This is just such a hard decision to make since I've heard arguments
for not having too many site collections, too.

Answer #3    Answered By: Laura Walker     Answered On: Aug 24

We do the same thing with having a public and private site  for teams.
The public site contains general documentation with few details, and the
private site contains the "meat" with very technical information. I
would recommend using separate site collections with different security
settings. For example, our Information Technology Group (ITG)
Operations dept. SharePoint websites are setup  as follows:

http://itg/operations/home (ITG Operations home site linked from portal)
http://itg/operations/desktop (ITG Operations Desktop Support site)
http://itg/operations/support_center (ITG Operations Support Center
http://itg/operations/data_center (ITG Operations Data Center site)
http://itg/operations/systems (ITG Operations Systems site or public

All sites  listed above are site collections on the ITG portal. The
systems site contains public information for management and others with
very general information. There are many ways to setup your site
structure (taxonomy), but the method above works best for us. I
originally approached SharePoint like I was setting up a folder
structure on a file server. For example, our ITG Server Support
websites were setup as follows:


We then found out that we had limitations with backup and a large
database size because all sites are subsites  of server website.
Therefore, we redesigned the structure to be:


To get this design, setup "server" as a managed path, and create
separate site collections. This is a "wide not deep" structure. This
taxonomy seems to work  the best for us, but you may need a different
structure. I would ask others for other SharePoint site design ideas
before creating  your site structure because it can be difficult to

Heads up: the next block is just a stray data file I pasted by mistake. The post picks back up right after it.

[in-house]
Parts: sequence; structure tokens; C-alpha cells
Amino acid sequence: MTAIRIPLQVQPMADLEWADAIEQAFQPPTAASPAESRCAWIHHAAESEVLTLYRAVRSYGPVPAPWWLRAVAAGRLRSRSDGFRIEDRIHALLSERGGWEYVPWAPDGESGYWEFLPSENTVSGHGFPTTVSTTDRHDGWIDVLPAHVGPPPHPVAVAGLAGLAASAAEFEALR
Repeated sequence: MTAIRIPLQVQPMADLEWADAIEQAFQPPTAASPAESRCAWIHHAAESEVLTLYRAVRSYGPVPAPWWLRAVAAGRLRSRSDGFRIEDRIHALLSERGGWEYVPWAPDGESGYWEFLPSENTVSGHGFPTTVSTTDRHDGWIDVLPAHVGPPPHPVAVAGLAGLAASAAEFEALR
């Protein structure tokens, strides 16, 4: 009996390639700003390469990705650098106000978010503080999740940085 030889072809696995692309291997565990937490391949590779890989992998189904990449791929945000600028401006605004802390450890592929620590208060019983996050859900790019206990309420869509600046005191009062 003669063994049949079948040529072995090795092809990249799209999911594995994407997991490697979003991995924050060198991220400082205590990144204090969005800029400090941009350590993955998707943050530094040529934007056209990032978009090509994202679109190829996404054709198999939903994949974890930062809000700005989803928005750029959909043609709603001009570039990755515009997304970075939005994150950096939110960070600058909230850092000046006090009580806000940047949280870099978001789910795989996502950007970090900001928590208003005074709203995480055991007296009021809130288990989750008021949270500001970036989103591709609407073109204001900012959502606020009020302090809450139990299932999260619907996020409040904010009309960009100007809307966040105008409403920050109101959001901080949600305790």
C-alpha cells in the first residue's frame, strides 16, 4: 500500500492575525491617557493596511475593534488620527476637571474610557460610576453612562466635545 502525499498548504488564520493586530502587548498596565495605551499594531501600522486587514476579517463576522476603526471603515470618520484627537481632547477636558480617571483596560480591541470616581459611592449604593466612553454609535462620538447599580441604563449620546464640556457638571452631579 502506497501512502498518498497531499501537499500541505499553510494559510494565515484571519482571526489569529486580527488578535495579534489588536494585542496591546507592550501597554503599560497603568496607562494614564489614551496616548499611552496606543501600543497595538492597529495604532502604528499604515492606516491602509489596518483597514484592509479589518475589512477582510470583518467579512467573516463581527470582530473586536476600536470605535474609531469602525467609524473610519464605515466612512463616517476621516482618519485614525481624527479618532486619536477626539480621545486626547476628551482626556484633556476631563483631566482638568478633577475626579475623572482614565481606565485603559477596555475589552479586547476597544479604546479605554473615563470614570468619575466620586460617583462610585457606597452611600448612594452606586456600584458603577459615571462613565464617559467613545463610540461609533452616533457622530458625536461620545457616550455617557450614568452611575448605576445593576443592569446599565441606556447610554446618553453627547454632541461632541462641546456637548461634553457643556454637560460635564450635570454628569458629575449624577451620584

change down the road.

Answer #4    Answered By: Percy Beach     Answered On: Aug 24

Anytime you need a new collaboration space, you can use a new site
collection. In larger companies, there can be 10's or even 100's of new
site collections every day.

Answer #5    Answered By: Christop Mcfadden     Answered On: Aug 24

So, part 2 of my question is this: what are some tips for keeping
sites organized, findable, avoid duplication of documents...etc. My
brain is still stuck on info architecture, so flat is something that
sounds bad to me.

I imagine, as said that a company is now doing, I could use
portal to keep an organized list of sites  and set up a kind
of "pretend" architecture/hierarchy there.

I'm so used to dealing w/ folders and subfolders that this is hard
for me to wrap my head around.

I recently took 7-8 sites and merged them under one "umbrella" site.
This was for our AMS project, and there are several different teams
working on different modules. I made the top site  public and it
holds info and documents on progress, etc., for the entire staff to
read. The other sites are sub-sites w/ different permissions. I did
this since they are all part of the same project. Would you
recommend that these actually be (as they once were) individual site

I'm wondering now when you would use sub-sites.

Answer #6    Answered By: Kundan Jambhale     Answered On: Aug 24

Use the sites  Directory to organize your sites. That's what it's for.